The Spiritual Leader Development Commission has been exploring the best ways to support our clergy in their work for a few years. One of the realities in our presbytery is that the majority of our churches in the presbytery are pastored by solo pastors, sometimes in communities that are more isolated from other churches in the presbytery.
A 2013 study by the Flourishing in Ministry Project points to the unique stresses on many solo pastors who are expected to be what the study calls expert-generalists—the congregation expects that they bring expertise in all aspects of church life, from preaching and pastoral care to budgets and property issues. These expectations can lead to discouragement for the pastor and eventually to burnout as the pastor tries to live into the congregation’s expectations, both spoken and unspoken. Many pastors find themselves disengaging from ministry as their sense of failure grows or angry with members of their congregation because of the seemingly endless demands. Pastors can feel like performers as they try to be the pastor the church seems to want, rather than living into their true sense of call and gifting.
On top of that, many churches are reluctant to try new things or make changes that could help their congregation thrive. Often when a pastor is called, he or she meets resistance from a congregation deeply entrenched in the way they’ve always done things. Navigating change in such an environment can feel like swimming against the tide while being hit by waves of relational conflict. Pastors are not trained in seminary to address these challenges. As author and retired PC(USA) pastor Robert Harris writes, “A new seminary graduate typically has little insight into congregational systems and the business of running a congregation.” Harris goes on to say that it’s not just new graduates who have this problem. Seasoned clergy can find themselves in situations beyond their experience as they take a new call and move to a different congregation.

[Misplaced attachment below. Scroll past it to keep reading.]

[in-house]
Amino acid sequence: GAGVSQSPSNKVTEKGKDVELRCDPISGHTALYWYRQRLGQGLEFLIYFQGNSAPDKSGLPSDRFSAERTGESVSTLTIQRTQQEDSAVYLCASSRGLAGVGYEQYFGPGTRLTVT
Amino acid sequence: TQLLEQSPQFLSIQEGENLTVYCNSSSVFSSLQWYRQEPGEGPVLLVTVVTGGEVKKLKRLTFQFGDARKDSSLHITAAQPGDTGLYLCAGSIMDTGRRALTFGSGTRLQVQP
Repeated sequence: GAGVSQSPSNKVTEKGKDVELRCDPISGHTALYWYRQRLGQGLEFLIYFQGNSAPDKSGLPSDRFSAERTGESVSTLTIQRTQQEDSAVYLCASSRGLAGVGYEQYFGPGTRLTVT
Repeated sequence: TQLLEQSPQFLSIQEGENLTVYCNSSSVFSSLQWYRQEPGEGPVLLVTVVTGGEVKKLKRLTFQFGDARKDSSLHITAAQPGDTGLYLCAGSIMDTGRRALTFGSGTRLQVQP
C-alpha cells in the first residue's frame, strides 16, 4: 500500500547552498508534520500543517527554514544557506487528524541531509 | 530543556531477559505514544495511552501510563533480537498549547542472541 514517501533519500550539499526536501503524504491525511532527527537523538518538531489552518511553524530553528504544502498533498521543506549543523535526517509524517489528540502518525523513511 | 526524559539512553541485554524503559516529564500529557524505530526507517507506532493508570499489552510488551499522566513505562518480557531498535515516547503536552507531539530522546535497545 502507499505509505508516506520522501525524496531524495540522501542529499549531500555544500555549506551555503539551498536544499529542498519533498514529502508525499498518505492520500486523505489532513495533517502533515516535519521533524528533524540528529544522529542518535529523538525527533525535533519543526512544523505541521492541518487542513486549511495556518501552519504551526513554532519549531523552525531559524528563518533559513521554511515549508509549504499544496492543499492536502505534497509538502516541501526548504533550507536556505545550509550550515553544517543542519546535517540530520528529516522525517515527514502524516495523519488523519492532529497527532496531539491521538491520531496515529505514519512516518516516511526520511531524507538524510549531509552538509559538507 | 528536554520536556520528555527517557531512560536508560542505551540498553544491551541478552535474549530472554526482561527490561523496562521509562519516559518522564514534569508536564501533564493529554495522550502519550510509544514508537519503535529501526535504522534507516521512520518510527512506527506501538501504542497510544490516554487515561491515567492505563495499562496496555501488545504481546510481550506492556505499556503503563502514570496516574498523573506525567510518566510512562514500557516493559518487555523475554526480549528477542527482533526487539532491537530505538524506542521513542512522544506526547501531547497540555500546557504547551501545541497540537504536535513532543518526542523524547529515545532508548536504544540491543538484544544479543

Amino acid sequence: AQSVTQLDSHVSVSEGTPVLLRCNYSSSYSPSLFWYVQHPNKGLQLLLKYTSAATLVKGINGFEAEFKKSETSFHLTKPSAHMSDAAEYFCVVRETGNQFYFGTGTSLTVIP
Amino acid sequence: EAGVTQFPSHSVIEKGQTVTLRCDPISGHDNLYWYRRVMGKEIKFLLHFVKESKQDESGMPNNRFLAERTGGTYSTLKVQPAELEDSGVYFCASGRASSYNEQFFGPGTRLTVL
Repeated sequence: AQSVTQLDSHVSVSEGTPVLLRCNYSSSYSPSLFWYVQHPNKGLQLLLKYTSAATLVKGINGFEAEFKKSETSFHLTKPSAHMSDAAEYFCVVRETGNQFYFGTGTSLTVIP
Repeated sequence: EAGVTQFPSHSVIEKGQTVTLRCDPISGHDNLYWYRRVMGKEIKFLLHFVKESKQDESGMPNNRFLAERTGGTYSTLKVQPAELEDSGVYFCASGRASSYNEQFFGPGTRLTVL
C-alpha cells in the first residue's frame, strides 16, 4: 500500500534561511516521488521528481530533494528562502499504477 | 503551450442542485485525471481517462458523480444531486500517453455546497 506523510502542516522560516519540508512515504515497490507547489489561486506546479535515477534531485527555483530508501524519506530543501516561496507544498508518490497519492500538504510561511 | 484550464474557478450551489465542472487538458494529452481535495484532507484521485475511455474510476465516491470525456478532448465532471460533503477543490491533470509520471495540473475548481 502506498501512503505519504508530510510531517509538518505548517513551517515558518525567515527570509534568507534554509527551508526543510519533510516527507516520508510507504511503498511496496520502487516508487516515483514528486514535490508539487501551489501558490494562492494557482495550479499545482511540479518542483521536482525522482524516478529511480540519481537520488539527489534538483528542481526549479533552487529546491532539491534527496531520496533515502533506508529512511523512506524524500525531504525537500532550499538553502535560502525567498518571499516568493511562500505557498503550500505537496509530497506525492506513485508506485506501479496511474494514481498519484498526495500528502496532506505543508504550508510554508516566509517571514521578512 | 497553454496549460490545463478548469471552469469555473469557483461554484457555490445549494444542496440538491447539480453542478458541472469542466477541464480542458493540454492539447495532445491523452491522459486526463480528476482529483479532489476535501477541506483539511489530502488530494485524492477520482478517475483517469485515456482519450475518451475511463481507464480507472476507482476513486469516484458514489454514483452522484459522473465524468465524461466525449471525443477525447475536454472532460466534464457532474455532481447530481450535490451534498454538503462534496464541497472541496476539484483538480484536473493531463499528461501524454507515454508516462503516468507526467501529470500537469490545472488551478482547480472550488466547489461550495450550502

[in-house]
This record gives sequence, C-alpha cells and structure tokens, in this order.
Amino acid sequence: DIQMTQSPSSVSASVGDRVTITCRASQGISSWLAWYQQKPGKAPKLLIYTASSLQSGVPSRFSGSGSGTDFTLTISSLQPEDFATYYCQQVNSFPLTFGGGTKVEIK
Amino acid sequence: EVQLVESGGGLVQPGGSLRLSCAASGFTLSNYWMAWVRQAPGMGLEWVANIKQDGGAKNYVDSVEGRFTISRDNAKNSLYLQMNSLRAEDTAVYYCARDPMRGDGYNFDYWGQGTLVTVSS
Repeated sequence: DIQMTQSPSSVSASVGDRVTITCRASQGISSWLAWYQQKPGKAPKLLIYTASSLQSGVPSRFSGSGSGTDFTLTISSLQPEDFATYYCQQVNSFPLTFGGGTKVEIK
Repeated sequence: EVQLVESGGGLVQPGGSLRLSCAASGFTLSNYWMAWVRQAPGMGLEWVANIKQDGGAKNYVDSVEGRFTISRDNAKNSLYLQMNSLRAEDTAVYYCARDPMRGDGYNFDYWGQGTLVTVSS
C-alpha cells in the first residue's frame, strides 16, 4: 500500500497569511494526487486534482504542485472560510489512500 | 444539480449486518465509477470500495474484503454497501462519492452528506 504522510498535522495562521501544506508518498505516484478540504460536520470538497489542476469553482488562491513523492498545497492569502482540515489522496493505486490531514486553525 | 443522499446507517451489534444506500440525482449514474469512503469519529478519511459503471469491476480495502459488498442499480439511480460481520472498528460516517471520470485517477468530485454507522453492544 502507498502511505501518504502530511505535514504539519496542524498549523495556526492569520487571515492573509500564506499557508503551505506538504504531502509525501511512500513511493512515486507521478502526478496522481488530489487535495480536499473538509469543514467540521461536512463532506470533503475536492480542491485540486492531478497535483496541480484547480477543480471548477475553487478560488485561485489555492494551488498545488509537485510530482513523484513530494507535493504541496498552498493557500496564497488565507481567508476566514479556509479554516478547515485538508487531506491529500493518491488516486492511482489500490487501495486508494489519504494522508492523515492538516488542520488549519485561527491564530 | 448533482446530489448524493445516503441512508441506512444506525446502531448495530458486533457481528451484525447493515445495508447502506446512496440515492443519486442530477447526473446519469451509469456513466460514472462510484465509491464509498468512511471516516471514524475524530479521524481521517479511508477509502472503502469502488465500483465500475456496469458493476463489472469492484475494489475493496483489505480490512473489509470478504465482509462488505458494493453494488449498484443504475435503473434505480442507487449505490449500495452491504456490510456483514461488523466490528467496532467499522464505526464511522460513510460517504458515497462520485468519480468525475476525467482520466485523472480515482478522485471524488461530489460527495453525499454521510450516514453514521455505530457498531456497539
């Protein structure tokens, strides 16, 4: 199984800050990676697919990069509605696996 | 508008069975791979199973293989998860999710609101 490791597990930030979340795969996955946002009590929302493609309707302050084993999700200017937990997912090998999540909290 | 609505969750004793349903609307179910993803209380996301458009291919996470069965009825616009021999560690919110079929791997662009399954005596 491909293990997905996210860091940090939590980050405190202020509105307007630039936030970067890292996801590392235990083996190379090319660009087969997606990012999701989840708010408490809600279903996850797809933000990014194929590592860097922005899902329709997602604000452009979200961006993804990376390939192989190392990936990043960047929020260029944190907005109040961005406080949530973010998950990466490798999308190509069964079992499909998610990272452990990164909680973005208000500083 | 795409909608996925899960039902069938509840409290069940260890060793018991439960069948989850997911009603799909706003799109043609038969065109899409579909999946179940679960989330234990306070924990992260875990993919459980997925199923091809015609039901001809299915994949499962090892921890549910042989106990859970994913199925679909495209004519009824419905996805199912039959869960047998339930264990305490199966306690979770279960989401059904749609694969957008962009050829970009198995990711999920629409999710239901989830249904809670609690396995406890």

Which gets back to the question, why coaching? Coaching provides a way to come along side a pastor who is capable in her or his job and also faces challenges beyond their gift set. A coach doesn’t come to the relationship as an expert but simply helps the pastor see the challenge from different perspectives and explore possibilities for solutions. The coach knows that the pastor is creative and resourceful and has the capacity to find the best way forward. In this way, coaching can be tailored to address the current, unique challenges each pastor is navigating.
Spiritual Leader Development already provides scholarship funding for pastors seeking coaching and this fall we will launch a new initiative to introduce group coaching. A cohort of pastors, CLPs, and interns will meet monthly by social media to explore creative solutions with colleagues and coaches and build relationships with others in the presbytery. The cohort will be using curriculum materials created by the Chris Holmes Coaching Group called the Academy for Artful Living. If you are interested in learning more about coaching, contact Debbie Schmidt, Associate for Spiritual Leader Development: email@example.com.